Travel Center

Winter Driving

Winter Driving Survey

We want to hear about your experience driving on I-70 through the mountains this winter from December 2014 to March 2015. Click here to take the survey.

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Colorado's winter driving conditions can change from sunny to blowing snow within an hour or two. Be prepared at all times, but especially in winter. Know road conditions, know your vehicle, use proper driving techniques for the conditions you find, and have the right emergency gear and equipment along.

Heavy Tow - Quick Clearance Program

CDOT’s Heavy Tow or Quick Clearance winter program provides standby heavy wreckers at strategic locations along I-70, between Floyd Hill and Vail Pass. The program provides benefits that far outweigh the cost. For more information click here.

I-70 West Traffic Management

In order to improve the safety, reliability, and mobility of the I-70 corridor, CDOT plans to employ several strategies to help motorists travel during the winter season. More...

Avalanche Control

Every winter, CDOT regularly monitors and controls 278 of the 522 known avalanche paths in Colorado to help mitigate and prevent avalanches from impacting Colorado highways. More...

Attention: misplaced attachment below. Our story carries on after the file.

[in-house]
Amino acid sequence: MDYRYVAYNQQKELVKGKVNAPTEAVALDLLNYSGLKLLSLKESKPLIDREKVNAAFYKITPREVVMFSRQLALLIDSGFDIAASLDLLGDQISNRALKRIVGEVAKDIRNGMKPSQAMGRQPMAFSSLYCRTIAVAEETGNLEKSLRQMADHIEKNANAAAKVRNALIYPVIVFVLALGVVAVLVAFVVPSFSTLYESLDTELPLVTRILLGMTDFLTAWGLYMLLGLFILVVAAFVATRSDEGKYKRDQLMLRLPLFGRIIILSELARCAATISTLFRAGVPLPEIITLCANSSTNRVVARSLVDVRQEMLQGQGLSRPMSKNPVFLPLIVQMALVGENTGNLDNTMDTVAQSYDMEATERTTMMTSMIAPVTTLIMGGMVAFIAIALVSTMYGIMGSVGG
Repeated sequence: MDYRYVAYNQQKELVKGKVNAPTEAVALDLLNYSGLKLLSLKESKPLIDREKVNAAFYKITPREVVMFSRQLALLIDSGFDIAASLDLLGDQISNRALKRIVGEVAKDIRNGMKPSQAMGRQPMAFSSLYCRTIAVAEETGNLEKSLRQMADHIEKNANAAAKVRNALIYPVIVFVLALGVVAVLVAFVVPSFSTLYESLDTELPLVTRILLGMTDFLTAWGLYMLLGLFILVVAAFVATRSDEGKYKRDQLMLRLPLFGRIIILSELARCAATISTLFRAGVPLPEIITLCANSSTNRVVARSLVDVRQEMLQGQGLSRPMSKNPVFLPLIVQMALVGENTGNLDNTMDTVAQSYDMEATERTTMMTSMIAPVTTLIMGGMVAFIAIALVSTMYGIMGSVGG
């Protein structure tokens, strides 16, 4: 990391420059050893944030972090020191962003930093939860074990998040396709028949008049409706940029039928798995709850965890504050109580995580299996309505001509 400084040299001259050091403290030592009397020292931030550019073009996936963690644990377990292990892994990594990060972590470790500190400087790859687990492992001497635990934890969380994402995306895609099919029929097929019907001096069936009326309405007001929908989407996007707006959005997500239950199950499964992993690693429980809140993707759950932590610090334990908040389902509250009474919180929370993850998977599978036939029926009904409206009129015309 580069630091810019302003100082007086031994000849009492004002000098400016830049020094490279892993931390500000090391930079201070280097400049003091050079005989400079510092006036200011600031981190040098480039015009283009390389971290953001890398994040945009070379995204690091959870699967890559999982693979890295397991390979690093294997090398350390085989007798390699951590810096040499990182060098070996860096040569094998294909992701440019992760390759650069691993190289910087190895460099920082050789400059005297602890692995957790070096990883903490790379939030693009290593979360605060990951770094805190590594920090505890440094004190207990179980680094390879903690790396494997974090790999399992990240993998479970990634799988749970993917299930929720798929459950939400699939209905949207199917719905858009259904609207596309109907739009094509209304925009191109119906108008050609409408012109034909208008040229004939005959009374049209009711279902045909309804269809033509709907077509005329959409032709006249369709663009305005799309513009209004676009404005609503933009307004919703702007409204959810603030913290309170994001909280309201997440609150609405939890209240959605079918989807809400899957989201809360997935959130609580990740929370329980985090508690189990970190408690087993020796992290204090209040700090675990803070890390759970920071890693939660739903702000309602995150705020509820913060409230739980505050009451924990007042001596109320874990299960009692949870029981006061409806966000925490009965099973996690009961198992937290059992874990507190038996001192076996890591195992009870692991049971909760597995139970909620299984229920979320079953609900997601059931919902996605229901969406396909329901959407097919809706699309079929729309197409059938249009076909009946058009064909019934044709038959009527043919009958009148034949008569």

Safety Tips

  • Ice and Snow LogoBe sure to carry plenty of windshield wiper fluid as liquid de-icers used to treat the roadways may stick to your windshield
  • Let the snowplow drivers do their jobs by giving them extra room Slow down! Even roads that have been treated with liquid de-icers may be slippery
  • Don’t use cruise control when traveling in winter conditions
  • Be prepared. Have a scraper, snow brush, coat, hat, gloves, blanket, first aid kit, flashlight, tire chains, matches and nonperishable food in your car
  • Make sure your tires have good tread

Winter Tire Tips and Chain Laws for Drivers


Bald or worn tires cannot grip the road and can be extremely hazardous – think of tires as your lifeline in a car; the few square inches of rubber contacting the pavement is all that is between you and potential trouble

  • In one day last winter, CDOT assisted 22 vehicles that spun out and blocked traffic or caused an accident- 19 out of those 22 had bald tires


  • Insert a quarter into the tire tread upside down, with Washington’s head going in first
  • If the top of George’s head is covered by the tread, your tires are OK – do this test at multiple points around each tire
  • If the top of his head is visible at any point around the tire, you need new tires


When a Chain Law is in effect for passenger vehicles under 26,000 gross vehicle weight, you must have:

  • Snow tires with minimum 1/8” tread, or
  • All weather tires with mud and snow (M/S) mark with 1/8” tread, or
  • Four-wheel drive with 1/8” tread tires, or
  • Traction device (chains, auto-sock, etc.)
Signage along the highway will alert drivers when a Chain Law is in effect.
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